GLASGOW'S newest theatre opened with the story of a man-eating plant, set to fantastic kitsch songs.
And if this first production effort staged at Websters is anything to go by, theatre-going audiences will be hungry for more.
Websters looked the part, a tight, near 200-seater set in the old Landsdowne Road church in the West End.
From the inside, only the Gothic stained glass windows reminded of the venue's previous musical offerings.
But the hymns and songs of praise of yesteryear were forgotten as soon as the cast of Little Shop of Horrors took to the stage.
The cult musical set in the early 60s, tells of struggling orphan and nerdy florist Seymour. Seymour creates a new plant species (Audrey 2)to help save Mr Mushniks' ailing store - and grow his love for the lovely but intellectually limited Audrey.
And the production raced along as fast as the flesh-eating, blood-thirsty plant grew.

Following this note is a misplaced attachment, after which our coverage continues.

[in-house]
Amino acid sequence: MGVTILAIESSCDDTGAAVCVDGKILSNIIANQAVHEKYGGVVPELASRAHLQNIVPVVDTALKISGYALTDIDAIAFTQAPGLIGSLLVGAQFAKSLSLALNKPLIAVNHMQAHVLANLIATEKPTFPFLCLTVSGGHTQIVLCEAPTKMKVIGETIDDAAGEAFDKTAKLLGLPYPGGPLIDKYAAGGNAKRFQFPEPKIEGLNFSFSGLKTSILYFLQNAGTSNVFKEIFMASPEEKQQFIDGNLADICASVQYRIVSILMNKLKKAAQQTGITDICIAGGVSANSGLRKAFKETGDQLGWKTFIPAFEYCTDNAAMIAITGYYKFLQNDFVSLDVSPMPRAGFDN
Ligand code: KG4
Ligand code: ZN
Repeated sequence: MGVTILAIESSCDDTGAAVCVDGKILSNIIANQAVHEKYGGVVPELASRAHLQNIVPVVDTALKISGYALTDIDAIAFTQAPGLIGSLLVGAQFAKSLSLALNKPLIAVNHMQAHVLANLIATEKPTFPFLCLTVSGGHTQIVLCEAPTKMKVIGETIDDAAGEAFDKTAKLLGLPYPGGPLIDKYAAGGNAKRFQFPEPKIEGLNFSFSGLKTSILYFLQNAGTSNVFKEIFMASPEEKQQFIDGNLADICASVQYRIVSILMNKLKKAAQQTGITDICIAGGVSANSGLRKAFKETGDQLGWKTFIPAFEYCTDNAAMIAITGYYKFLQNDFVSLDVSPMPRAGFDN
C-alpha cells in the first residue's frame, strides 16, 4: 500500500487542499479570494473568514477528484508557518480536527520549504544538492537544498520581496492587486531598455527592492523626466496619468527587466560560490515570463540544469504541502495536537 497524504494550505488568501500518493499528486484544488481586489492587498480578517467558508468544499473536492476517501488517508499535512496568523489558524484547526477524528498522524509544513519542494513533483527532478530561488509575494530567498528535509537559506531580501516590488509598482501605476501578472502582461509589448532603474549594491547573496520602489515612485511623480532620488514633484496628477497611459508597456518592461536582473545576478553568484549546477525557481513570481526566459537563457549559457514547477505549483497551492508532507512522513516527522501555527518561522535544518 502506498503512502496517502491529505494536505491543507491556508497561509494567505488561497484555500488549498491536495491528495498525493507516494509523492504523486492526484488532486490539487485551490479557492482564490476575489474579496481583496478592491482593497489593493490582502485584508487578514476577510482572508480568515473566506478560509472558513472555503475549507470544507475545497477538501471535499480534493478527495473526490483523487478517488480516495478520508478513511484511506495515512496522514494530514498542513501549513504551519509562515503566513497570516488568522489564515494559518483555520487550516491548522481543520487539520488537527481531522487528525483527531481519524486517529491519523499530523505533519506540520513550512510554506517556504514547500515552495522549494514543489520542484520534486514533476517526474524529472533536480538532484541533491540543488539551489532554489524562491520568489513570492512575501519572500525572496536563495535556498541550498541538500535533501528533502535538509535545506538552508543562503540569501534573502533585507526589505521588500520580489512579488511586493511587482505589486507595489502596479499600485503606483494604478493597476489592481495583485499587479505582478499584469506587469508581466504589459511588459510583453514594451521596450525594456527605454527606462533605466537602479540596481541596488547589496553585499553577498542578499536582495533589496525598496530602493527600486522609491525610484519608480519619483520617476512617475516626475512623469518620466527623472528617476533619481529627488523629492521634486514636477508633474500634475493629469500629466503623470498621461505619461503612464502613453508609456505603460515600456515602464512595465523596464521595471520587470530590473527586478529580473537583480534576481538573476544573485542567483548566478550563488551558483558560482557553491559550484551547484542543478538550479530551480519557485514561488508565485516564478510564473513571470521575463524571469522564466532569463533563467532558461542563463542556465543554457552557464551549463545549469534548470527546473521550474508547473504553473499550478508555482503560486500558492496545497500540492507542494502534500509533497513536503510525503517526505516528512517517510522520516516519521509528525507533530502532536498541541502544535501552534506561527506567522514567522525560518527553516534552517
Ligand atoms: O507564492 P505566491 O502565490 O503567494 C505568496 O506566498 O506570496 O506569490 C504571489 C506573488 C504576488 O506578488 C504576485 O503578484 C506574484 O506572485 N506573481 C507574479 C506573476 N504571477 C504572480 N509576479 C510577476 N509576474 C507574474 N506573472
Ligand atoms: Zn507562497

The chorus girls, Ronette, Crystal and Chiffon (played by Natalie Toyne, Alison Rona Cleland and Lauren Ellis-Steele) offered up harmonies tight as a bobby soxer's hair band,
But the show took on another dimension when Sabrina Carter appeared as Audrey.
Carntyne-born Carter has worked in the West End and appeared as Nancy in Oliver! in London's West End and alongside Marti Pellow in Jekyll And Hyde. And it showed.
The lady is a class act who not only revealed her tremendous singing voice but genuine acting talent, as revealed in her heavily nuanced New Yorker dimwit Audrey, conveying just the right level of idiocy but not too much so's to eliminate audience sympathy.
Britain's Got Talent star Edward Reid certainly didn't disappoint either, playing Orin the woman-abusing dentist.
His performance was almost show-stopping. And while the rest of the cast could have been based in the Bronx, the Coatbridge-born entertainer went straight to the Deep South for his voice, coming up with a delightful combination of Rhett Butler and Blanche Dubois.
Neil Thomas, who played nerdy Seymour, also revealed a terrific voice and an acute understanding of how to play dumb when required.
Clearly, Paul Harper-Swan's clever production worked on almost every level.
And yes, the set was a little Crossroads, but who cared when everyone - on stage and off - were having so much fun.
The venue itself was a little cold. Websters can't rely completely on the show delivering the heat.
n Little Shop Of Horrors, Websters Theatre, Great Western Road, until Saturday. Tickets £14.